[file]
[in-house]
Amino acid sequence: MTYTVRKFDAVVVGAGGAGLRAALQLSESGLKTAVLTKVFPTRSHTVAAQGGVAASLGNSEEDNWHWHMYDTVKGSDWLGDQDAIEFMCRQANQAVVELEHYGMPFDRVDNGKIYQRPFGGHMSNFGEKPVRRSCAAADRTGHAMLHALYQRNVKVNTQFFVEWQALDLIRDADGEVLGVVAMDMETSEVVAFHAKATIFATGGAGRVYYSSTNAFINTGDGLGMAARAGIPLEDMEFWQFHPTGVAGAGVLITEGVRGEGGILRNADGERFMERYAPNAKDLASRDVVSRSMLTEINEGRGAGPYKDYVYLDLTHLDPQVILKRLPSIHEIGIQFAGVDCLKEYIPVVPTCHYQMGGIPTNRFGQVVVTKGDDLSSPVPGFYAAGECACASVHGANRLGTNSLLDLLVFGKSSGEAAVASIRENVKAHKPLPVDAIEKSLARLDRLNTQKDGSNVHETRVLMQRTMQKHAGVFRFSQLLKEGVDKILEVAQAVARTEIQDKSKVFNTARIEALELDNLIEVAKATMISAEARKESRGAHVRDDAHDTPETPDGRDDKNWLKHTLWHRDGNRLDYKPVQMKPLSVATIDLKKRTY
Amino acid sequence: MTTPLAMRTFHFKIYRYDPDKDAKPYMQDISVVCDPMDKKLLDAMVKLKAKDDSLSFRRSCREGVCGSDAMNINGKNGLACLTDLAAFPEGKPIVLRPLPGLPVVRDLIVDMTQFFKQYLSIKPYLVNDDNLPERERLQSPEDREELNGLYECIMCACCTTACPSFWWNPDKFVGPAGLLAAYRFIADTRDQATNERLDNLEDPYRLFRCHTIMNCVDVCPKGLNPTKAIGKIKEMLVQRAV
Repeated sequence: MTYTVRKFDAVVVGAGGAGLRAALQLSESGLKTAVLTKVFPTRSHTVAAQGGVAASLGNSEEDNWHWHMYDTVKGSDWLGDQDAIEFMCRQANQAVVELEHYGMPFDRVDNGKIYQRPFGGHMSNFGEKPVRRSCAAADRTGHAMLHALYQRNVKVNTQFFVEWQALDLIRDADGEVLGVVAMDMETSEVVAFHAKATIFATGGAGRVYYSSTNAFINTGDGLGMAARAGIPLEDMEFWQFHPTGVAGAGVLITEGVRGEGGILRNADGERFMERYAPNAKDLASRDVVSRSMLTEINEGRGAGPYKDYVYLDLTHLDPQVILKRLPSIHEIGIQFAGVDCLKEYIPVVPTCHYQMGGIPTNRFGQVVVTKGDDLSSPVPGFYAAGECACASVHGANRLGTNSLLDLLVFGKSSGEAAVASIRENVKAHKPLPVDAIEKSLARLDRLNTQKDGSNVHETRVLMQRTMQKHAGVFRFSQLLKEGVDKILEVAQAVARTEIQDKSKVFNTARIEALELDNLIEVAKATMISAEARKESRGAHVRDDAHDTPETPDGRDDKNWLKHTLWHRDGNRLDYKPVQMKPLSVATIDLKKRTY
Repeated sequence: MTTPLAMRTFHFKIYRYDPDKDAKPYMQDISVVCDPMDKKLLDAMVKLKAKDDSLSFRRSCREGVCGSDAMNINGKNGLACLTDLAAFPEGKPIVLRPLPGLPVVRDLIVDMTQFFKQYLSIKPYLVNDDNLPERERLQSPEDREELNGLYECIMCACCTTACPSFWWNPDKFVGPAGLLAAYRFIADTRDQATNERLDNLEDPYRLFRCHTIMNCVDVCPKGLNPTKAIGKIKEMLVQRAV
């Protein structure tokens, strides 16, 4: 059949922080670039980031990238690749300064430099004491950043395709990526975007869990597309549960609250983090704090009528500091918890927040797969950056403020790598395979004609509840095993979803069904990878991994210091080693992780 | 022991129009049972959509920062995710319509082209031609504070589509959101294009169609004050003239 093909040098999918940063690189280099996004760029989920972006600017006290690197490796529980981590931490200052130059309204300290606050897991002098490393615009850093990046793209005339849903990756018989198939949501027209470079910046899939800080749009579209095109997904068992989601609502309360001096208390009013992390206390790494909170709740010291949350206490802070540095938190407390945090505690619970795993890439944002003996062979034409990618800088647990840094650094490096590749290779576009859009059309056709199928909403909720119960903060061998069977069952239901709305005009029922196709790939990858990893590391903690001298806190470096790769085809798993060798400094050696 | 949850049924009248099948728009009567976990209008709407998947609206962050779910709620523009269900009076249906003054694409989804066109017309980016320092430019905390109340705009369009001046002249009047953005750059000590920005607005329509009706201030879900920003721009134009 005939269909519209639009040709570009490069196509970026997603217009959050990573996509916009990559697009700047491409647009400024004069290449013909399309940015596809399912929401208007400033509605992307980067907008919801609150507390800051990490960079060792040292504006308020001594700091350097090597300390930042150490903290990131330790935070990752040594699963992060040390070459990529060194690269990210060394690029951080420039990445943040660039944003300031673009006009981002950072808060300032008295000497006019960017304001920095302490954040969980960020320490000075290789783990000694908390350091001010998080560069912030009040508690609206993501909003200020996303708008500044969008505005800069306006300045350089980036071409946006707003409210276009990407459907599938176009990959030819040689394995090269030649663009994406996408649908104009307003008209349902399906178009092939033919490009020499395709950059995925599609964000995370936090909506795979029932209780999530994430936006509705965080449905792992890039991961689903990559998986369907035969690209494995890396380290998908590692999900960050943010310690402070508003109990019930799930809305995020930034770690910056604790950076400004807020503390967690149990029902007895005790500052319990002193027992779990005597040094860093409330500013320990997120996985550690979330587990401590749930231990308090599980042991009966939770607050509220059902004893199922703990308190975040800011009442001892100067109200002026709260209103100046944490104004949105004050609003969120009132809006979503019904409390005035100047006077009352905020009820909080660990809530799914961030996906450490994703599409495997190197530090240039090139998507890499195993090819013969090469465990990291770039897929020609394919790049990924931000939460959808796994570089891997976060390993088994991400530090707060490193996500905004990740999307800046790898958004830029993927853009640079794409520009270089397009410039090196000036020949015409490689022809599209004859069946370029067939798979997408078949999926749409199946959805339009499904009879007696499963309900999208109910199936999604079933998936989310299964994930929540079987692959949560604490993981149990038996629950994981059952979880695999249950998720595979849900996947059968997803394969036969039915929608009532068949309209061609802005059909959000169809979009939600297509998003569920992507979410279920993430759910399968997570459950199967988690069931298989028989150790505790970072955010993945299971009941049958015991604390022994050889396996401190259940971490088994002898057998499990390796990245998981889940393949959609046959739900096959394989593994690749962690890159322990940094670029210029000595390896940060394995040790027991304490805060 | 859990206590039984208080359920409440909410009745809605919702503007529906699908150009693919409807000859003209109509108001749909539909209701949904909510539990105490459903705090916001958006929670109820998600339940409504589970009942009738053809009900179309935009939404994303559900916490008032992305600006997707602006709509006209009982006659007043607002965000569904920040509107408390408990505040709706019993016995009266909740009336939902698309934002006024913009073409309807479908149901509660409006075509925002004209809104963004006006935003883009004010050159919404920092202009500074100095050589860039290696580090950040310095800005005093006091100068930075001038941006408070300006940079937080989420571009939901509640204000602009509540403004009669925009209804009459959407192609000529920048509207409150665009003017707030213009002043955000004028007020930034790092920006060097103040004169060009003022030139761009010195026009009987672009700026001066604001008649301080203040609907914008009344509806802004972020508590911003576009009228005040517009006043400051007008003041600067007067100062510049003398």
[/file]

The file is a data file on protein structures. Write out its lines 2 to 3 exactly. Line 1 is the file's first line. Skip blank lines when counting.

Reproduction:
Amino acid sequence: MTYTVRKFDAVVVGAGGAGLRAALQLSESGLKTAVLTKVFPTRSHTVAAQGGVAASLGNSEEDNWHWHMYDTVKGSDWLGDQDAIEFMCRQANQAVVELEHYGMPFDRVDNGKIYQRPFGGHMSNFGEKPVRRSCAAADRTGHAMLHALYQRNVKVNTQFFVEWQALDLIRDADGEVLGVVAMDMETSEVVAFHAKATIFATGGAGRVYYSSTNAFINTGDGLGMAARAGIPLEDMEFWQFHPTGVAGAGVLITEGVRGEGGILRNADGERFMERYAPNAKDLASRDVVSRSMLTEINEGRGAGPYKDYVYLDLTHLDPQVILKRLPSIHEIGIQFAGVDCLKEYIPVVPTCHYQMGGIPTNRFGQVVVTKGDDLSSPVPGFYAAGECACASVHGANRLGTNSLLDLLVFGKSSGEAAVASIRENVKAHKPLPVDAIEKSLARLDRLNTQKDGSNVHETRVLMQRTMQKHAGVFRFSQLLKEGVDKILEVAQAVARTEIQDKSKVFNTARIEALELDNLIEVAKATMISAEARKESRGAHVRDDAHDTPETPDGRDDKNWLKHTLWHRDGNRLDYKPVQMKPLSVATIDLKKRTY
Amino acid sequence: MTTPLAMRTFHFKIYRYDPDKDAKPYMQDISVVCDPMDKKLLDAMVKLKAKDDSLSFRRSCREGVCGSDAMNINGKNGLACLTDLAAFPEGKPIVLRPLPGLPVVRDLIVDMTQFFKQYLSIKPYLVNDDNLPERERLQSPEDREELNGLYECIMCACCTTACPSFWWNPDKFVGPAGLLAAYRFIADTRDQATNERLDNLEDPYRLFRCHTIMNCVDVCPKGLNPTKAIGKIKEMLVQRAV